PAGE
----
*On second thoughts, the brain dead and technologically illiterate dorks who end up in the Ministry of Blackouts are quite capable of saying yes even to that.


      • Chaswarnertoo permalink
        March 18, 2022 8:23 am

        Snivel serpents are generally useless and easily bribed.

  9. March 17, 2022 5:27 pm

    The performance of our fleet of offshore farms over the past 30 days is available here (scroll down to graph):

  10. March 17, 2022 5:29 pm

    Very interesting information, but it would be more complete if we knew the nameplate capacity of the listed windfarms please?

  11. Graeme No.3 permalink
    March 17, 2022 5:29 pm

    The load factor figures I have are from 2018 (12 months average)
    Dudgeon phase 1 45.2
    Walney phase 1 37.8
    Walney phase 2 44.8
    Burbo Bank 32.9

    Overall average (UK) 39.2%
    Overall average (Germany) 40.2%
    Overall average (Belgium) 36.2%
    Overall average (Danish) 40.0% (most recent 6 installed, older ones less)

  12. Gamecock permalink
    March 17, 2022 6:04 pm

    So some days England won’t have any electricity. We already knew that.

  13. March 18, 2022 2:36 am

    So what is problem. We need something like 180GW of electricity peak generation. At 7% capacity factor we need 180/0.07 = 2,600GW of capacity.
    260,000 10MW turbines would do it, and for all but one day out of the month we would be exporting electricity.

    • March 18, 2022 5:03 am

      Not necessarily. Wind turbines don’t work at low wind speed (not enough energy to turn blades) nor at high wind speeds (shut down to avoid damage). Here are some figures from the 3 years to 2018 (German I think) for capacity factor vs amount of time it was available.
      7% 90.7 percent of the time (so the equivalent of 2 days per month lost)
      11% 86.1
      20% 75.7
      25% 69.7
      30% 64
      40% 52.8
      50% 40.1
      62% 29.7
      71% 21.1
      76% 16.4
      82% 11.5
      85% 8.3
      94% 3.2
      98% 0.8

    • Phoenix44 permalink
      March 18, 2022 9:22 am

      That assumes that the 7% isn’t “fixed'”. But it probably isn’t. When there’s no wind, there’s no wind, no matter how much capacity you build. And when there is wind we would have 700% of demand. And so would all the ohyer countries we might export to.

      • March 18, 2022 9:27 pm

        It seems pretty rare that there is no output whatsoever. I was being ironic, but technically it is “simply” a question of building sufficient sufficient wind turbines and spreading them over a wide geographical area. Given unlimited resources you could probably guarantee supply for 99% of the time.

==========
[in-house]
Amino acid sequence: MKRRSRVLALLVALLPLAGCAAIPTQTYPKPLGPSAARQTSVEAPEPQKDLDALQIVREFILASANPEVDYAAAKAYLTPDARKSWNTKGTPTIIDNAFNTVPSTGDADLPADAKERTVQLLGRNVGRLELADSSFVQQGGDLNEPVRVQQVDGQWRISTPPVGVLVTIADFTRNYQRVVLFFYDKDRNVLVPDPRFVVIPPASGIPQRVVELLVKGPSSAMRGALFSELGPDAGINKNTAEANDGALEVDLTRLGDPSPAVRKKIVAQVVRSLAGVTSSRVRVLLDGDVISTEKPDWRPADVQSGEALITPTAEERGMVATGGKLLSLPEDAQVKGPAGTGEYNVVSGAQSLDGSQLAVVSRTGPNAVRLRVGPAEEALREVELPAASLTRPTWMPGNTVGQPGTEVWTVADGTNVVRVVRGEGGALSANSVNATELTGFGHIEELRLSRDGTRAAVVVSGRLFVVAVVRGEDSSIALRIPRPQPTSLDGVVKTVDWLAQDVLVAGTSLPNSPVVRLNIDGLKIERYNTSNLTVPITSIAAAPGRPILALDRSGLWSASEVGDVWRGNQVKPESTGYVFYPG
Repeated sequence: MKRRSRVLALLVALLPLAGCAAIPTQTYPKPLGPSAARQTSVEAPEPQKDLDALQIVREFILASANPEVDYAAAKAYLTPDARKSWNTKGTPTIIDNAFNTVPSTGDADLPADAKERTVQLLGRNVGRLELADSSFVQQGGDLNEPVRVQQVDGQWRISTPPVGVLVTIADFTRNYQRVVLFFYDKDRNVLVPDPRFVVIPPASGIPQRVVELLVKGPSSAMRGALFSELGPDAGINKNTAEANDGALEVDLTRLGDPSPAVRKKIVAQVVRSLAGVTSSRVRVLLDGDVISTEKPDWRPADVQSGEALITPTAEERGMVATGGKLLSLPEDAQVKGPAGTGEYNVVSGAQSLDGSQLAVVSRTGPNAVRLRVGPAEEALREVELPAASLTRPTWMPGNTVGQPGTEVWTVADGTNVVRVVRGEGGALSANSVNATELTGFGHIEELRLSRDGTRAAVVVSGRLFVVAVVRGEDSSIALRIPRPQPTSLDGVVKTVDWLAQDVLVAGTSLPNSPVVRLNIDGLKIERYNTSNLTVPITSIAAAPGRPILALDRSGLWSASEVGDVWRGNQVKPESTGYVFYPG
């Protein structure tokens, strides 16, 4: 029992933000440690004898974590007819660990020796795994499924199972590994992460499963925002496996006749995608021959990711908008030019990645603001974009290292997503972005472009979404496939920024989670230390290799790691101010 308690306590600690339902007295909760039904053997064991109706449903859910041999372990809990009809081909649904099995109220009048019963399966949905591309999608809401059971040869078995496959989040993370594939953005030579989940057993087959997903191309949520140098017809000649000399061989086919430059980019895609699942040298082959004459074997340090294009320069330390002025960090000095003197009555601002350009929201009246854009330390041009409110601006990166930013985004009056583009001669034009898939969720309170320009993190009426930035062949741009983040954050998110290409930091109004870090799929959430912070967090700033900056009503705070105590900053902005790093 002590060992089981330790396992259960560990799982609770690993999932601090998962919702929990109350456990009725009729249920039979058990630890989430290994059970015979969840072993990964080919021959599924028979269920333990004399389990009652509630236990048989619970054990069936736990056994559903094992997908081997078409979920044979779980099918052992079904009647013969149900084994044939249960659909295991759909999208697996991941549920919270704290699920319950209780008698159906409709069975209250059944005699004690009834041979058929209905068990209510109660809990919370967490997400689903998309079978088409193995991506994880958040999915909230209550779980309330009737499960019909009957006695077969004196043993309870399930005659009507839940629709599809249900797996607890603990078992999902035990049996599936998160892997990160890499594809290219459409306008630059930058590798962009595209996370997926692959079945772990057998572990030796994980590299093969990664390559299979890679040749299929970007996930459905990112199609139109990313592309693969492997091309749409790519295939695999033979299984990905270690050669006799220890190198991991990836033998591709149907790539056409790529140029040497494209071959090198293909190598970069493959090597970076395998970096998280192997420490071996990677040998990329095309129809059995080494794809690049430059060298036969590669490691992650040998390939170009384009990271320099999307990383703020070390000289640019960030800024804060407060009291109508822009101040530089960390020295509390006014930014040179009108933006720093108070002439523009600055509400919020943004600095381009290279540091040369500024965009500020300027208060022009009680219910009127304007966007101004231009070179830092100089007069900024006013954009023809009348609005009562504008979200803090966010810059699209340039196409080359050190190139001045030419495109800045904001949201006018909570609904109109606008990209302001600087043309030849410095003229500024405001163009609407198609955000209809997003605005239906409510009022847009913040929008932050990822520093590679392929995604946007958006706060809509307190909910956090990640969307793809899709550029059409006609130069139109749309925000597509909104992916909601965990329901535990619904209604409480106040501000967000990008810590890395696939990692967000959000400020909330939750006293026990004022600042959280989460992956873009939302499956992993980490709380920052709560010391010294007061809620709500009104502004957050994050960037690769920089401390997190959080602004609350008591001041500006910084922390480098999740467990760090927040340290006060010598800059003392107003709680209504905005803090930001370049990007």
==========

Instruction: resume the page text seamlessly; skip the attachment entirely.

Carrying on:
14. March 18, 2022 7:30 am

    A fundamental of wind generators is that output is a cube law to wind speed, thus small wind speed variations bring a much larger variation in output. i.e. a 50% change in wind speed makes an eightfold variation of output, it’s not surprising that levels sometimes drop to very low figures.
    This must cause stability problems in blustery conditions and is not good at the best of times.

    • dave permalink
      March 18, 2022 1:20 pm

      Usually, the windmill reaches max output at winds of 31 mph and stays at max output until 55 mph, when the blades must be feathered and the output drop to zero.

      There is another wrinkle. The output goes with the square of the rotor length. Therefore, a unit in an exposed windy location, which for survival REQUIRES a smaller windmill, will be rated for less power than one might naively think is possible from that source of ‘free’ energy.

  15. Phoenix44 permalink
    March 18, 2022 9:25 am

    And that’s volatility by day. Businesses can’t cope with intra-day volatility.

  16. March 18, 2022 1:58 pm

    People are focussing on Windfarm Crapacity Factor
    oops I mean Capacity Factor.

    But this can be fiddled UP, by derating the turbine
    AFAIK there were grants available for small projects, so what some people did was put in a 2.5MW turbine, and derate it to below 2MW.
    Then compared to an actual 2MW turbine it would seem to have a 20% better capacity factor.
    But left alone in a perfect wind it would output at 120% capacity, so one might engineer safety circuits to make sure that 120% never shows up.

  17. tomo permalink
    March 19, 2022 6:49 am

    When are Greenies going to be treated like the cult they actually are and tolerated like Jovvies, Moonies, Hare Krishnas rather than allowed near unchallenged access to public policy out of all proportion to their actual numbers.

    • Ray Sanders permalink
      March 19, 2022 1:26 pm

      A near neighbour of mine, Historian David Starkey, makes your very point and beautifully describes Greta Thunberg as a “religious nutter”. Obviously not shown on the BBC! Well worth a watch